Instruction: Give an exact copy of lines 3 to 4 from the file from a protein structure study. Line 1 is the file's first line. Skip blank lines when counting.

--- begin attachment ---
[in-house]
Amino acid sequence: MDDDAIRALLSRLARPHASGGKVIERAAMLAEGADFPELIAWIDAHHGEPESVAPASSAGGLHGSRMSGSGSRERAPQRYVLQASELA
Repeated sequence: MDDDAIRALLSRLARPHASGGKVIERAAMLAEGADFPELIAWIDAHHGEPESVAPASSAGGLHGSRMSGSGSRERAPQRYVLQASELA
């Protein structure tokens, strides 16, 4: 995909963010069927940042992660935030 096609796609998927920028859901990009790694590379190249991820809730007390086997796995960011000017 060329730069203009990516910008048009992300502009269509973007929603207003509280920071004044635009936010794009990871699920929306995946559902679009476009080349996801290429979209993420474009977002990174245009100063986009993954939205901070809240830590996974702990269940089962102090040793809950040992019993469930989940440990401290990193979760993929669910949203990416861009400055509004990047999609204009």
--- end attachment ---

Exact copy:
Repeated sequence: MDDDAIRALLSRLARPHASGGKVIERAAMLAEGADFPELIAWIDAHHGEPESVAPASSAGGLHGSRMSGSGSRERAPQRYVLQASELA
């Protein structure tokens, strides 16, 4: 995909963010069927940042992660935030 096609796609998927920028859901990009790694590379190249991820809730007390086997796995960011000017 060329730069203009990516910008048009992300502009269509973007929603207003509280920071004044635009936010794009990871699920929306995946559902679009476009080349996801290429979209993420474009977002990174245009100063986009993954939205901070809240830590996974702990269940089962102090040793809950040992019993469930989940440990401290990193979760993929669910949203990416861009400055509004990047999609204009």